Monday, June 28, 2010

Gathering feedback: 5 Major Challenges in Interactive Rendering

One of the talks I'm doing for the Beyond Programmable Shading course at Siggraph 2010 is about 5 Major Challenges in Interactive Rendering. And to be able to give good examples of major challenges we have going forward for the next 5 or even 10 years, I thought it could be a good idea to gather some feedback & content from the internets.

In other words, I'm lazy and crowdsourcing parts of the presentation :)

Getting broad feedback would be very useful to get a better understanding of how we as an industry would like to go forward and what problems & challenges are the most important to solve first.

If you are a game developer or working with interactive rendering in any other field, I would very much appreciate any feedback you have on the topic and specific challenges you would like to solve in the next 5-10 years and why those challenges are important for you, and I'll try to include that in the talk.

If you also have ideas of how it should be solved or pictures/movies that clearly demonstrate what you would like to achieve - that would be even better!

The challenges can be anything from rather small things such as the lack of a programmable blending stage that makes rendering decals together with Deferred Shading more difficult, expensive and awkward.

Or things like the major challenge of doing full-scene dynamic glossy reflections in arbitrary environments which can't be done accurately & generally today at all and where different types of raytracing may or may not be the way forward in the long term (with their own set of issues and problems of course).



Feedback about challenges is also not limited to only 'rendering features' per say, for example another key challenge is to develop great programming models for these massive data-parallel machines to empower developers broadly & utilize future hardware efficiently.

If you have any feedback - please either post in the comments here, tweet to me at @repi or mail comments/feedback/examples to me at repi (at) dice.se.

Thanks!

10 comments:

Andrew Richards said...

In terms of rendering technologies, I think ray-tracing has a part to play, but only in some cases. Procedural rendering would be nice, but no-one seems to have enabled it technically. Totally deformable meshes, too. I'm particularly interested in fluids: there's an interesting problem that you can calculate fluid particles in parallel quite easily, but can't produce the polygonal mesh that covers them so easily, which means you get lots of spheres for fluids instead of something that looks like water.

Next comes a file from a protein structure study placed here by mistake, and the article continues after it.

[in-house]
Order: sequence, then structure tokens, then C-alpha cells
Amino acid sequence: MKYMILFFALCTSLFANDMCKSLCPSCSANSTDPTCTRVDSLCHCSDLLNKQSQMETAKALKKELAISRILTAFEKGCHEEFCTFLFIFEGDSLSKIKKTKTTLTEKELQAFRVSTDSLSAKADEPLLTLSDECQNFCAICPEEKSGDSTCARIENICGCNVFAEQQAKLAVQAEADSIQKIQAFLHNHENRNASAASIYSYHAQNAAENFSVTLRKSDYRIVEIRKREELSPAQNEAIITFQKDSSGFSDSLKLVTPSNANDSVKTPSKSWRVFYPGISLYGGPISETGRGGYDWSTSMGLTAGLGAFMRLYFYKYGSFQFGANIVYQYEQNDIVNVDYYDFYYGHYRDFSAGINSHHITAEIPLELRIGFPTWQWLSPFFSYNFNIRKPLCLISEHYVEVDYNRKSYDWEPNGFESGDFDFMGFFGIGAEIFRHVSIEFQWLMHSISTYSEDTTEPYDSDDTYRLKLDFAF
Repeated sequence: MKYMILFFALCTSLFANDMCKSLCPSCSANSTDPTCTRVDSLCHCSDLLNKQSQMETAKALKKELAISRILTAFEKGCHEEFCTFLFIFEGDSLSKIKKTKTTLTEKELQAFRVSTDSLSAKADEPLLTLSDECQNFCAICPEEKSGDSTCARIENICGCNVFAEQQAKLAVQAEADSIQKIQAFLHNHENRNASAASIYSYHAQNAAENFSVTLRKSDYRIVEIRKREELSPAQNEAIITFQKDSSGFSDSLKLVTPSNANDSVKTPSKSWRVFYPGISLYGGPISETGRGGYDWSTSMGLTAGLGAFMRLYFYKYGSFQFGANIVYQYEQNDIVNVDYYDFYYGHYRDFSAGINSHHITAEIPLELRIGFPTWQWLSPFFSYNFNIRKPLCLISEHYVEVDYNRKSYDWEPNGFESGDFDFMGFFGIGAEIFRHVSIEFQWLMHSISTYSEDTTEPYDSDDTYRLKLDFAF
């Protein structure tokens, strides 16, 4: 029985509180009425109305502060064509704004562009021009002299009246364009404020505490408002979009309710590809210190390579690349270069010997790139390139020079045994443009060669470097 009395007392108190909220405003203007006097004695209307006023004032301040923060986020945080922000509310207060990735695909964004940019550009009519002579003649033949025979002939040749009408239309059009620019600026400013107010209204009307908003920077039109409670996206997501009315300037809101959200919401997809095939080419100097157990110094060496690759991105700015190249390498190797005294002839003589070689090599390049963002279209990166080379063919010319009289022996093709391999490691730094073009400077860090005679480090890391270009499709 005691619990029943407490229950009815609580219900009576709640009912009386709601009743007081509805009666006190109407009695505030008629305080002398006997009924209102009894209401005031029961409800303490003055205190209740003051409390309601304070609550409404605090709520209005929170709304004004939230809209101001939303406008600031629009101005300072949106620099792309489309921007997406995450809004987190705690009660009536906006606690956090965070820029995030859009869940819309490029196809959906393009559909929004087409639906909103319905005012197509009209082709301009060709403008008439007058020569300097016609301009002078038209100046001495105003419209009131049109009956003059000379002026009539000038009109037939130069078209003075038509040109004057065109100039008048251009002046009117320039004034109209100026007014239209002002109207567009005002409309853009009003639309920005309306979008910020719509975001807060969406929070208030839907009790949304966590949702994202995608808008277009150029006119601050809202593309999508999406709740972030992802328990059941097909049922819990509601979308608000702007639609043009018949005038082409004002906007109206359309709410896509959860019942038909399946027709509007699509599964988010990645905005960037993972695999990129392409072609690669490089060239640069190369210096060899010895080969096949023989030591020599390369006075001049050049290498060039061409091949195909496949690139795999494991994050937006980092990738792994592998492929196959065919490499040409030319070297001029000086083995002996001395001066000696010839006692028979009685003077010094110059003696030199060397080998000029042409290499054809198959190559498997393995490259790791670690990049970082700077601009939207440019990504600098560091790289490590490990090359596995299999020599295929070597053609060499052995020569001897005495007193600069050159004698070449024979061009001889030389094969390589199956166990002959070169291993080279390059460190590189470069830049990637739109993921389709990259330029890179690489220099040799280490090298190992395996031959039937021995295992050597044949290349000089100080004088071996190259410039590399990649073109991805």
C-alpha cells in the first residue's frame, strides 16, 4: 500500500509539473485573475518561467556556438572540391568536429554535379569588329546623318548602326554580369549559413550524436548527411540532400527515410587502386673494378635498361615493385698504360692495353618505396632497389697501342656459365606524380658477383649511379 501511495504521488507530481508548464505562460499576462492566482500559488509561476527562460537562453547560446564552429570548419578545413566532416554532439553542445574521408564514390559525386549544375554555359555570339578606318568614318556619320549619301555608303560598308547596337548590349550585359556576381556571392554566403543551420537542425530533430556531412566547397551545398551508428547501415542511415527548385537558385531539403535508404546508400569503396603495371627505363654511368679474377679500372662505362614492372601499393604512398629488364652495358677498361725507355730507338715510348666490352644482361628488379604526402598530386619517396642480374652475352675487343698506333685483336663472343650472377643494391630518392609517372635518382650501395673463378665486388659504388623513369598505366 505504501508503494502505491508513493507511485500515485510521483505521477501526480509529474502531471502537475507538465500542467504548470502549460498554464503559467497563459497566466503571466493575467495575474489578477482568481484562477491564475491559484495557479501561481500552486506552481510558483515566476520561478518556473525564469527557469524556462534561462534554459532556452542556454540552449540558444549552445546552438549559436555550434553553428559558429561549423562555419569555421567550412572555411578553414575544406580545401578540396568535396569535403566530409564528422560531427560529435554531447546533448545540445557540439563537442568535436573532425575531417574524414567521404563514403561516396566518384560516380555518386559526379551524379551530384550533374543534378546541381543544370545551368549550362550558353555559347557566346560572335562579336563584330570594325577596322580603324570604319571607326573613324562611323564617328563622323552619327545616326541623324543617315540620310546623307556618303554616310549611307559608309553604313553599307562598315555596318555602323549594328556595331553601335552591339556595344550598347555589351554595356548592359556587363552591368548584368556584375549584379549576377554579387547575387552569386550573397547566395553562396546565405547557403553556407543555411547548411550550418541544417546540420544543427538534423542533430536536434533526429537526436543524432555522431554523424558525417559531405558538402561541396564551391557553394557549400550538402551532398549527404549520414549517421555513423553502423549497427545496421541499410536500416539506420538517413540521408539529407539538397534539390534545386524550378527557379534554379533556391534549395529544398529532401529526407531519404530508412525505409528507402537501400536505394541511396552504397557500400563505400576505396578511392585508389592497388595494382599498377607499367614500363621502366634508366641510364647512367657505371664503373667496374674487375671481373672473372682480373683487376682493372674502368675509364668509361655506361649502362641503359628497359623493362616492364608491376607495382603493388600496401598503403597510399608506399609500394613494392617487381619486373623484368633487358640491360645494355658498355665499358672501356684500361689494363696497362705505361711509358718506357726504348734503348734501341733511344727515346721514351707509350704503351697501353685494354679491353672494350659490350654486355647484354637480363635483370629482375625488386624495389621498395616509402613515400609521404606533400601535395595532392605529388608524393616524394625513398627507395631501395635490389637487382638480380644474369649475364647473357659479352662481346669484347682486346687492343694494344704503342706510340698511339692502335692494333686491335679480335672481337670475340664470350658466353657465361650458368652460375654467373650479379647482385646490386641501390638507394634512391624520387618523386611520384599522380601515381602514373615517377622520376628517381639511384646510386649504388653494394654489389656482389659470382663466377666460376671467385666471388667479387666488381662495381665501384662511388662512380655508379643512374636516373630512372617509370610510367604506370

On a technical level, power consumption is going to become a problem that the programmer will have to think about, but doesn't have to think about currently. And the memory bandwidth problem will get worse. And there will have to be a mix of data-parallel programming and non-data-parallel programming, which means a mixture of cores. Programmers will have to think about the different kinds of memory in the system and have the right kind of data in the right kind of memory. Lots of things programmers don't have to think about now. Memory sharing between CPU and GPU becomes important (and Fusion and others will enable that) but a harder problem than you might hope. It's necessary for ray-tracing and other graphics effects, because you need to have the whole scene on the GPU.

Vince said...

I still view shadows as an unsolved problem. Shadow buffers just aren't that great - they are expensive to render and project for any more than a few lights in the scene. Shadow buffers are almost always oversampled or undersampled because of the non-linearity of the mapping between shadow texels and screen pixels. Perspective-based shadow buffers introduce as many problems as they solve. And forget about shadowing on indirect light.

As far as what is coming for shadows -- this is an area ray tracing could help, if the performance is there (I'm skeptical).